The recent sinking of a duck boat on a popular Missouri lake and the tragic loss of its passengers has brought heightened awareness to the issue of boating safety. When clients come to see us here at Tabak Mellusi & Shisha LLP following boating accidents, most claim to have assumed that the responsibility of ensuring boat passenger safety was that of a vessel's captain. It typically is, yet as was detailed in a previous blog post, the Limitation of Liability Act limits the amount of liability that can be assigned to vessel owners in such accidents. Yet what happens if negligence is proven on the part of a boat owner in an accident you were involved.
The tragic loss of the Duck Boat with 17 persons, including children, will trigger investigations by the National Transportation Safety Board and the Coast Guard. Civil litigation will follow, likely including a pro-active filing of the owner of the Duck Boat under the controversial Limitation of Liability Act (LOLA) 46 U.S.C. § 30506. This statute allows a vessel owner to petition a federal court to limit its liability to the post-accident value of the vessel. In this case the value of the Duck boat is zero. In such cases, the LOLA triggers a statutory floor increasing the amount of recovery to $420.00 per ton. To put this in perspective, the sinking of the 30,000-ton container ship EL FARO during Hurricane Joaquin resulted in a fund amount to about 13 million dollars. Since the tonnage of duck boats is relatively small, perhaps no more than 10 tons, the value of the limitation fund would be about $4,200.00 - a ridiculously insignificant amount to be shared by all the claimants.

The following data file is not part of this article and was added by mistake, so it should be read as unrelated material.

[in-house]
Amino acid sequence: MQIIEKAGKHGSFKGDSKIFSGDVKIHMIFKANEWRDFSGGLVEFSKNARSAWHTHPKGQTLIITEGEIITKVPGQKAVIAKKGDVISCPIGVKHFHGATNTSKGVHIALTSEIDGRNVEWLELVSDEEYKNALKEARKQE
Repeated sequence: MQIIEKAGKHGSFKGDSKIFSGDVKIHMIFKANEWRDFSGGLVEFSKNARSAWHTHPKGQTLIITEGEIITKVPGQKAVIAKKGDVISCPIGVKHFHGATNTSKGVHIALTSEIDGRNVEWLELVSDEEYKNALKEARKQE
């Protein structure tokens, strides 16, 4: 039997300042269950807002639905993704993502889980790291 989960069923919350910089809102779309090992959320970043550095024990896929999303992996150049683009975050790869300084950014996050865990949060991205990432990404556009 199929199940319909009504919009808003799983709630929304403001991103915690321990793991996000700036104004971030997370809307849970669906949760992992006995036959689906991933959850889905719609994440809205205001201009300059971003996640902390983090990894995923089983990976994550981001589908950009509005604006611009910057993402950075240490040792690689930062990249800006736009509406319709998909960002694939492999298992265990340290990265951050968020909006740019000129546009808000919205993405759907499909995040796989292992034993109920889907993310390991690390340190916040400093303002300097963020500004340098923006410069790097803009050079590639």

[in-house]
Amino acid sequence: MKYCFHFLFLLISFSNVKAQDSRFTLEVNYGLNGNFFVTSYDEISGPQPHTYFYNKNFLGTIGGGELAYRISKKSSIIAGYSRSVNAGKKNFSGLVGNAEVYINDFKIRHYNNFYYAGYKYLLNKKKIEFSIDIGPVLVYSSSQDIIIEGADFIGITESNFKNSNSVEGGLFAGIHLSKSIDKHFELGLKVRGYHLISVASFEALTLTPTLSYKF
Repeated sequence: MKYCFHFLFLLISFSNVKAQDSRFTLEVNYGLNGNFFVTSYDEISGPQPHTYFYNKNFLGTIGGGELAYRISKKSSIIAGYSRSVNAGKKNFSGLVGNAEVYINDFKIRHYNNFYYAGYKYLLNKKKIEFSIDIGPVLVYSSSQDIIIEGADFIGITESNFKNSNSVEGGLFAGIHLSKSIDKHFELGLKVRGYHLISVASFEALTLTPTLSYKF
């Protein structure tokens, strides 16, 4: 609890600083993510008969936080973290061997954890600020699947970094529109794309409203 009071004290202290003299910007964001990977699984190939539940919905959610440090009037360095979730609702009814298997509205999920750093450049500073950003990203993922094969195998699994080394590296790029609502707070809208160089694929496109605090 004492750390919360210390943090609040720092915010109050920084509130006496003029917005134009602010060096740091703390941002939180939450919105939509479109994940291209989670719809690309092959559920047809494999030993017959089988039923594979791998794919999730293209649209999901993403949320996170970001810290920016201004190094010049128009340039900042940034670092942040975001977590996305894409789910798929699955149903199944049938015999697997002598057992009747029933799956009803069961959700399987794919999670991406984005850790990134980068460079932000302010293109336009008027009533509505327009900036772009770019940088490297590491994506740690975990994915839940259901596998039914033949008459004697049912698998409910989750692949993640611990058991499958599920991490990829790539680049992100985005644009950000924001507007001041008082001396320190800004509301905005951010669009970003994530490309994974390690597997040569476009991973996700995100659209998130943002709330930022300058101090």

While professionalism is crucial in the maritime industry, it’s a sad fact that fights can sometimes occur. If an injury occurs as a result of a fight, who is responsible for a seaman’s lost wages or medical bills? Pacific Maritime Magazine provides insight on who can be held liable when fights happen aboard a seafaring vessel.
There are many laws that dictate what can and cannot be done on U.S. waterways, including in New York. Some of them are looked upon favorably while others may be seen as hindering trade and business. The Merchant Marine Act of 1920 or the Jones Act is one such law that some people see as being good and others see as being an issue. Issues were really brought to light after the hurricanes hit Puerto Rico.
Many of the maritime workers in Manhattan who have been injured while on the job find that while the maintenance and cure payments they are entitled to receive are helpful, they are often not enough to cover both their injury-related expenses as well as the cost of daily living. Thus, they may be put in a position of needing to seek more compensation. Some employers might offer an advance on a seaman's wages on top of maintenance and cure payments. While this might seem advantageous, one should consider the implications of accepting such assistance.
For longshoremen in Manhattan, the process of loading and unloading ships can be a tough and grueling experience. This is especially true when faced with faulty or otherwise compromised equipment, such as ladders used to gain access to hard-to-reach areas of a boat. If you’re injured using a ladder, you may have questions regarding liability and whether the owner of the vessel is ultimately responsible to provide compensation. In this case, Pacific Maritime Magazine offers insight into this common issue.